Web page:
Giving personal guarantees for a limited company?

by Readers Question

8:06 AM, 5th February 2020
About 10 months ago

Giving personal guarantees for a limited company?

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Giving personal guarantees for a limited company?

After buying a number of properties in joint names, my wife and I formed a company in 2019 to continue to build our portfolio. Both mortgage companies that we have used have asked for us to sign personal guarantees and mandated that we receive independent legal advice before we sign the guarantee. I have been quoted over £550 to receive such advice.

Initially I thought signing the guarantee wouldn’t make us any worse off than if we bought the properties outside of a company. However, after the receiving legal advice I’m not so sure. I went into the first session thinking as long as we continued to pay the mortgage and behave professionally there was little to be concerned about. However, one gem we discovered in the small print was that the mortgage company can demand full repayment of the loan within 14 days without reason. You have substantially less protection obtaining a mortgage via a company versus doing it privately.

Presumably there are many landlords on this forum who have been asked to sign similar guarantees? Has anyone any pearls of wisdom to offer? They certainly make you feel uncomfortable… did you just close your eyes and sign? Does anyone know someone who has lost out for no fault of their own by signing such a document? I spoke to one solicitor recently who said you would only sign such a document if you had no other choice. Not inspiring advice.

Many thanks

James


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Comments

David Lawrenson

12:18 PM, 11th February 2020
About 10 months ago

Interesting article, pointing up one aspect of the higher cost when borrowing this way.

I would be interested in hearing from mortgage brokers re their view on whether the higher interest rates charged by lenders, where the loan is through a company structure, can e really justified in terms of higher risk or other factors.

How do they justify the higher rates?
Will they likely come down closer to where the loan is in individuals name, due to higher competition / more experience of lenders?

Interested in your views.

David Lawrenson
http://www.LettingFocus.com

Mark Alexander

21:19 PM, 11th February 2020
About 10 months ago

My group action case against the West Brom proved that lenders cannot just call in a long term loan unless the borrower is in default.

The West Brom issued thinly veiled threats when we took them to Court, pointing out they had the right to call in the loans with 30 days notice without having to give a reason. The Judges ordered that clause was not lawful, unless the borrower was in default. As the case was ruled on at the Court of Appeal by three very senior judges it is now case law.

David Lawrenson

8:23 AM, 12th February 2020
About 10 months ago

Hi Mark,

Yes, it was a very fine day at the court of appeal that afternoon when it started to become obvious that Leveson, unlike the High Court judge clown, "got it" and we were likely going to win.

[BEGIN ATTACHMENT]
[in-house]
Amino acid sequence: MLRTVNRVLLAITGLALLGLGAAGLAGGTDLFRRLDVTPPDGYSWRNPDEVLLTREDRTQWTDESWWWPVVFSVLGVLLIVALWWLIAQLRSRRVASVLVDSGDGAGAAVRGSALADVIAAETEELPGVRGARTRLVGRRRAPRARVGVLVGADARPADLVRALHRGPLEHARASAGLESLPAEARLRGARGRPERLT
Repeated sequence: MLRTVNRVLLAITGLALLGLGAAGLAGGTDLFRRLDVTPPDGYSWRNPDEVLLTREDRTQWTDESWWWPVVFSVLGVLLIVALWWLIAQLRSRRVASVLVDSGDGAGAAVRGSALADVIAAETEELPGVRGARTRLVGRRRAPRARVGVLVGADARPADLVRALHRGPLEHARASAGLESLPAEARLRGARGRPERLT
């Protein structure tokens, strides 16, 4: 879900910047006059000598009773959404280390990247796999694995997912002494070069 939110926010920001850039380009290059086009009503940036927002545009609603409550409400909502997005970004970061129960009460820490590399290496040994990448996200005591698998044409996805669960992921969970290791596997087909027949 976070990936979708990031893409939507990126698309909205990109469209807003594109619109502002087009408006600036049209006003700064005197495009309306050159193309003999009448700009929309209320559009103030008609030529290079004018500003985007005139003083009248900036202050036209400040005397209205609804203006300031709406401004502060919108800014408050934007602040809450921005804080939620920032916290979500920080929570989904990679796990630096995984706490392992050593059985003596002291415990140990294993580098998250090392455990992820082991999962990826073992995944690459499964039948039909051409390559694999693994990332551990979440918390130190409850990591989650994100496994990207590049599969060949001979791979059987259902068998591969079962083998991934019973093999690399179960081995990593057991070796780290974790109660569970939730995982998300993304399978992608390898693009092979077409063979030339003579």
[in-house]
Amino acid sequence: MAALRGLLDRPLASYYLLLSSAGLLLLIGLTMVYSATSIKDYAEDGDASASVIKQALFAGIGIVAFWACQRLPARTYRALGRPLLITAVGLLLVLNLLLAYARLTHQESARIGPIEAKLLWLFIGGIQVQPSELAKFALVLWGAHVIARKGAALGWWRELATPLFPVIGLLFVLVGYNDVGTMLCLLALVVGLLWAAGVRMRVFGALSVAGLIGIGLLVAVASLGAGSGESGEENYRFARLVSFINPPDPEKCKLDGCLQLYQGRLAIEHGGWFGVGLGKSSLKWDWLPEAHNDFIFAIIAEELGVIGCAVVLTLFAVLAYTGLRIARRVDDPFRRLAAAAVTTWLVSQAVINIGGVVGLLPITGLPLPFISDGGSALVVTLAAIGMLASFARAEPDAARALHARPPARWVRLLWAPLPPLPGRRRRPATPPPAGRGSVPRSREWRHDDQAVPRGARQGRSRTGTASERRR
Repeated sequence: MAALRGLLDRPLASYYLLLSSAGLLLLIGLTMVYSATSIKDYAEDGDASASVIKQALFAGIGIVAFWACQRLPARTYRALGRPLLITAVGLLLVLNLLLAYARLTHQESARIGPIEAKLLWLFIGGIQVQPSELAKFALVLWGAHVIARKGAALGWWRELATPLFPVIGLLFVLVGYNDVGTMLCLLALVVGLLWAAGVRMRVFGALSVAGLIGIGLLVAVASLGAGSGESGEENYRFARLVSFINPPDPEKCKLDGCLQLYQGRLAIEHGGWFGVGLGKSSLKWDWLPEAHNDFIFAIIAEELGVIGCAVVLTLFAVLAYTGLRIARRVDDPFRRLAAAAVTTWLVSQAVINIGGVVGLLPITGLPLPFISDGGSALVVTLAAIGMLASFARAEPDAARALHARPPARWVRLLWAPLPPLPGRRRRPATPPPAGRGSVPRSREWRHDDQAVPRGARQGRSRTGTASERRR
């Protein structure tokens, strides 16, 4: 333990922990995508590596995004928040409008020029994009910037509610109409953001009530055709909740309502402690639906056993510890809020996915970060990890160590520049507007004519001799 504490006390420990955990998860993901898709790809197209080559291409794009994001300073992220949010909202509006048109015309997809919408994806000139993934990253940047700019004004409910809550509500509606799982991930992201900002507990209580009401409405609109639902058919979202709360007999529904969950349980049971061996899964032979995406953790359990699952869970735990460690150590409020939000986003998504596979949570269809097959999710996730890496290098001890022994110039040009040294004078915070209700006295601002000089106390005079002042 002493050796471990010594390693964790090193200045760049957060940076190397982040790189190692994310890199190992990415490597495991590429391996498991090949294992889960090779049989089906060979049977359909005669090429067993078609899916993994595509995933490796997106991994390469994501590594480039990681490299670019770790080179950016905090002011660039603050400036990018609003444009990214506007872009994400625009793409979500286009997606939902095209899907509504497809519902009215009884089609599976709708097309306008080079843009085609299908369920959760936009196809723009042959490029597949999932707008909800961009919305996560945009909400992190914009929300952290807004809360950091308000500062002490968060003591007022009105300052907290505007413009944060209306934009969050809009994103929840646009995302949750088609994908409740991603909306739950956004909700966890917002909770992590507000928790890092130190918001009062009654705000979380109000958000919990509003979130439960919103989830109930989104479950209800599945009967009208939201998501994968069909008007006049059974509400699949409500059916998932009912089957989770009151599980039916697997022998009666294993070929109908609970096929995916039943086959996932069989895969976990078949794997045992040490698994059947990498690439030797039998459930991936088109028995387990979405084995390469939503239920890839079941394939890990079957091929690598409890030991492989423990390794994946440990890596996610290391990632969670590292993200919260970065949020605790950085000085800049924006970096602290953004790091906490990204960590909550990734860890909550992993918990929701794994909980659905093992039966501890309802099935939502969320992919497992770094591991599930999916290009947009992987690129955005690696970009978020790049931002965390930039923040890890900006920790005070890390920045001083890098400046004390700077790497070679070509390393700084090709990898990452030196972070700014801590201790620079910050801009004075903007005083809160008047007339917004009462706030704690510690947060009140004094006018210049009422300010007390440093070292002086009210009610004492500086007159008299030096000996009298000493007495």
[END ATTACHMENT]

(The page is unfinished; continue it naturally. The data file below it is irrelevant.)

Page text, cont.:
And you will forever be a bit of a hero in the landlord community for driving the whole thing forward.

Mark, as a former broker, I was interested in hearing from mortgage brokers re their view on whether the higher interest rates charged by lenders, where the loan is through a company structure, can e really justified in terms of higher risk or other factors.
How do they justify the higher rates?
I am sensing the margin has come down a bit, but will they likely come down closer to where the loan is in individuals name, due to higher competition / more experience of lenders, in future?
What's your view please?

Kind regards
David Lawrenson

Mark Alexander

8:32 AM, 12th February 2020
About 10 months ago

Reply to the comment left by David Lawrenson at 12/02/2020 - 08:23
Hi David

Pricing of loans is based on these factors:-

1) Risk
2) Demand
3) Cost of underwriting

Risk has not changed changed for Ltd Company BTL lending, bit it has for personal BTL lending due to the impact that S24 has on affordability.

Demand for Limited company lending has increased whilst demand has decreased for individual BTL lending and NTL lending as a whole has also increased. Accordingly, lenders are having to fight for what little business there is in the Ltd Company BTL sector. That is one of the reasons the pendulum is swinging in terms of pricing.

The cost of underwriting an individual BTL mortgage is now higher than the cost of underwriting a Ltd Company BTL mortgage. This is because underwriters do not need to factor the impact of Section 24 into affordability when considering a Ltd Company BTL mortgage. Accordingly, that also point towards the pendulum swinging in favour of Ltd Company BTL mortgages becoming cheaper than personal BTL mortgages in future.

i trust that helps?

David Lawrenson

12:29 PM, 12th February 2020
About 10 months ago

Thanks Mark,

Very useful indeed.
I guess lenders can also flex the added risk (due to S24) of the individual BTL by actually lending at lower LTVs and making the rent to interest ratio more onerous, in future too.

Given what you have said, I'm somewhat surprised that "company BTL" interest rates are not already lower than where it is an individual borrower. I guess it takes time for the pennies to drop for lenders on something still relatively new.
Would that be a fair comment?

Thanks
David

Mark Alexander

14:15 PM, 12th February 2020
About 10 months ago

Reply to the comment left by David Lawrenson at 12/02/2020 - 12:29
Yes

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